MIL-STD-883, Method 2010 – Begins on page 233.


Mil-PRF-19500 Appendix G – Begins on page 128. (Discrete Semiconductor Die / Chip lot Acceptance)


Mil-PRF-38534 Appendix C – Begins on page 35. Element Evaluation begins with paragraph C3 on page 36.





MIL-STD-202 Electronic & Electrical Component Testing Standards

MIL-STD-202 establishes uniform methods for testing electronic and electrical component parts, including basic environmental tests to determine resistance to deleterious effects of natural elements and conditions surrounding military operations, and physical and electrical tests.

For the purpose of this standard, the term “component parts”: includes such items as capacitors, resistors, switches, relays, transformers, inductors, and others. This standard is intended to apply only to small component parts, weighing up to 300 pounds or having a root mean square test voltage up to 50,000 volts unless otherwise specifically invoked.

Test Method 101 Salt atmosphere (corrosion) – This test subjects components to a fine mist of salt solution to determine their ability to withstand corrosion.

Test Method 103 Humidity (steady state) – This test examines the properties of materials used in components as they are influenced by the absorption and diffusion of moisture.

Test Method 104 Immersion – This test determines the effectiveness of the seal of component parts by immersing them in liquid at widely different temperatures.

Test Method 105 Barometric pressure (reduced) – This test is mainly intended to gauge the ability of components and other materials to avoid dielectric withstanding voltage failures caused at reduced barometric pressure.

Test Method 106 Moisture resistance – This test evaluates the ability of materials to resist the negative effects of high humidity and heat found in tropical climates.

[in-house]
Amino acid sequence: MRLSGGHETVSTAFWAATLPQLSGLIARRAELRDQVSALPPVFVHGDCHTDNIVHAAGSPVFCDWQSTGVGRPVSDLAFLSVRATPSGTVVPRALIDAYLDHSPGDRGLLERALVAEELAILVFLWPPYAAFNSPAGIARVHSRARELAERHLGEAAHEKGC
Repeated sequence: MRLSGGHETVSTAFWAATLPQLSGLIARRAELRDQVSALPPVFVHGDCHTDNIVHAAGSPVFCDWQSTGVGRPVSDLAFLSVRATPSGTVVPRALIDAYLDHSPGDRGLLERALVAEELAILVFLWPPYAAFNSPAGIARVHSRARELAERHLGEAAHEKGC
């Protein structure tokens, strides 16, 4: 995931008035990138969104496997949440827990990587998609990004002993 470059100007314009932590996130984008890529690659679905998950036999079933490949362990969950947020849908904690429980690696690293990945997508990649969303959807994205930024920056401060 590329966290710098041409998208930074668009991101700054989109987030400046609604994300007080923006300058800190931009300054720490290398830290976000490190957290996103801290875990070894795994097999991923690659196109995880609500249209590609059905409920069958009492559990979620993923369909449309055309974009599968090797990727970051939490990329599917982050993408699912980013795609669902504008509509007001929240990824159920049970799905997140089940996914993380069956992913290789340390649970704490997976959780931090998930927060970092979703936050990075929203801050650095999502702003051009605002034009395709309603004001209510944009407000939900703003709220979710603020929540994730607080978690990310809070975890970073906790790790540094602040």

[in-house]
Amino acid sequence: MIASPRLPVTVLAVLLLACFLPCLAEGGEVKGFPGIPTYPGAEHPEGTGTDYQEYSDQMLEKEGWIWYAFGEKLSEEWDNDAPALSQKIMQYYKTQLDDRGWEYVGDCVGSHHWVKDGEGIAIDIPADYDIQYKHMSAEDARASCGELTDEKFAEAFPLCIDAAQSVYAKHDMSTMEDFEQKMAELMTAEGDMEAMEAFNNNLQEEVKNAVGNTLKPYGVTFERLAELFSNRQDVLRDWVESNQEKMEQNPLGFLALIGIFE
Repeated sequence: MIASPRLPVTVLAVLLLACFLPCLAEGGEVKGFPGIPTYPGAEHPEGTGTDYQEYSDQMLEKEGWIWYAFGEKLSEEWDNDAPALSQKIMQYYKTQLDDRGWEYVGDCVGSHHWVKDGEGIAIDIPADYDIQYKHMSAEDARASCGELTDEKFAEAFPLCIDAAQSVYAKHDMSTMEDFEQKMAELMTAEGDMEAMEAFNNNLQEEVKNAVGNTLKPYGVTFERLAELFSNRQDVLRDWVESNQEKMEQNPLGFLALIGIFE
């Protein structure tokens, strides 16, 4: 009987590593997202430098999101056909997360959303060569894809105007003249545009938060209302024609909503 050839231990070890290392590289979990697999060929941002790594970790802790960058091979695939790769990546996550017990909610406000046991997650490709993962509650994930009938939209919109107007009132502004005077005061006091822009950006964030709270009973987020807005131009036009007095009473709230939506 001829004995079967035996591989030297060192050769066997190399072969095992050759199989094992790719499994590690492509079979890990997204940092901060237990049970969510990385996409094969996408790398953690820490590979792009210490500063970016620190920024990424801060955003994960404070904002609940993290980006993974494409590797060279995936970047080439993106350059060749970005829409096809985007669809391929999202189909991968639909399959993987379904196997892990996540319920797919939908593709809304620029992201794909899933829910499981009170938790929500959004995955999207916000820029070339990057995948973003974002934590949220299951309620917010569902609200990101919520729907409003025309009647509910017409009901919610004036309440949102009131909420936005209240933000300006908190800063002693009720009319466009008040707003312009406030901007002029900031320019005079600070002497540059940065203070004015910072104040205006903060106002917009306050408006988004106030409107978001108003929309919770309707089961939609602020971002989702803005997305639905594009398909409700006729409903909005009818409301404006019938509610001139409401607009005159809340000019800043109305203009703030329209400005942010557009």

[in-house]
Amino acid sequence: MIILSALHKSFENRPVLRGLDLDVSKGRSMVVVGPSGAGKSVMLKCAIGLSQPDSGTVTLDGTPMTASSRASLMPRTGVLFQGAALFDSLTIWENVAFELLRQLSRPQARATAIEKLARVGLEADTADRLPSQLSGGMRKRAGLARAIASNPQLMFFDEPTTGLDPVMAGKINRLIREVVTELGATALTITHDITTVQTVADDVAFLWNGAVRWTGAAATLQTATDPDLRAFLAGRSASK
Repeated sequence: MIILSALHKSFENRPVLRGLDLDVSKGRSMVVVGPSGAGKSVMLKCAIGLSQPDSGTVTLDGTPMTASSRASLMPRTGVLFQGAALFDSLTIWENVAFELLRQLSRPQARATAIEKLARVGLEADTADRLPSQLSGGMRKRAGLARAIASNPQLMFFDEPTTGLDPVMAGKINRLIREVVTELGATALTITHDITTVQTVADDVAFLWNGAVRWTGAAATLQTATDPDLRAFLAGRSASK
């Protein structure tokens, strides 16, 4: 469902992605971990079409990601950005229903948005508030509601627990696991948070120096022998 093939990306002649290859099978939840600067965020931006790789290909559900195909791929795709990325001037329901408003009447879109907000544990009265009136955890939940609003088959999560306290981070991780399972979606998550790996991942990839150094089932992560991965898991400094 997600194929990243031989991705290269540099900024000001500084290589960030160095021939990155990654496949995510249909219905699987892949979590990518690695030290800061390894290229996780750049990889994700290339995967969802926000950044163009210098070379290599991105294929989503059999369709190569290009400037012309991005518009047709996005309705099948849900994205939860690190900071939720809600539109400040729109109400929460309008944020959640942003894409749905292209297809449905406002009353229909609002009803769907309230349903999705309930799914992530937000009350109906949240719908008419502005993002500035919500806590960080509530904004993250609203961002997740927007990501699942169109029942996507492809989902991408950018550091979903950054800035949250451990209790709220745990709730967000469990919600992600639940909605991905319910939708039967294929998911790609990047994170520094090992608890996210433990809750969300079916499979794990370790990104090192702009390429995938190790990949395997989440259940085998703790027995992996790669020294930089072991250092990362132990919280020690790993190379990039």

Test Method 107 Thermal shock – This test looks at how well components resist exposure to extreme high and low temperatures as well as the shock of alternating exposures to these extremes (such as going from a heated room to Arctic areas).

Test Method 108 Life (at elevated ambient temperature) – This test determines the effects of elevated ambient temperatures on a part while in operation.

Test Method 110 Sand and dust – This test evaluates the ability of equipment to resist the effects of exposure to fine sand.

Test Method 201 Vibration—The purpose of this test is to determine the effects of vibration on component parts within the frequency ranges and magnitudes most likely to be encountered during field service.

Test Method 203 Random drop – This test looks at how random, repeated impact caused by shipping, handling and other field service conditions effect component parts.

Test Method 204 Vibration, high frequency – This test examines how component parts are affected by vibration in the frequency ranges of 10 to 500 hertz (Hz), 10 to 2,000 Hz or 10 to 3,000 Hz, as may be found in aircraft, tanks or missiles.

Test Method 206 Life (rotational) This test looks at the effects of rotation on electronic and electrical parts.

Test Method 212 Acceleration – The purpose of this test is to determine how acceleration stress affects component parts and to verify their ability to operate when exposed to this stress.

Test Method 213 Shock (specified pulse)—This test looks at how component parts perform when subjected to shocks like those resulting from rough handling, transportation and military operations.

Test Method 214 Random vibration—This test determines the ability of component parts to withstand dynamic stress caused by random vibration in various field service settings.

Test Method 215 Resistance to solvents – This test determines whether markings or color coding will remain legible and avoid discoloration when exposed to solvents.

Test Method 301 Dielectric withstanding voltage – This test determines whether a component part can operate safely at its rated voltage and hold up against temporary overpotentials caused by surges, switching, etc.

Test Method 302 Insulation resistance – This test measures the insulating members of a component’s ability to resist an impressed direct voltage.

Test Method 303 DC resistance – This test measures the direct current resistance of resistors, electromagnetic windings of components and conductors.

Test Method 304 Resistance temperature characteristic – This test determines the percentage change in direct current ohmic resistance from the dc ohmic resistance at the reference temperature, per unit temperature difference between the test and reference temperature.

Test Method 311 Life, low level switching – This test determines electrical contact reliability under low-level switching conditions in the environment contacts operate in.

Test Method 313 Intermediate current switching—This test determines the electrical contact reliability of electromechanical relays, switches and other similar items under immediate current switching conditions.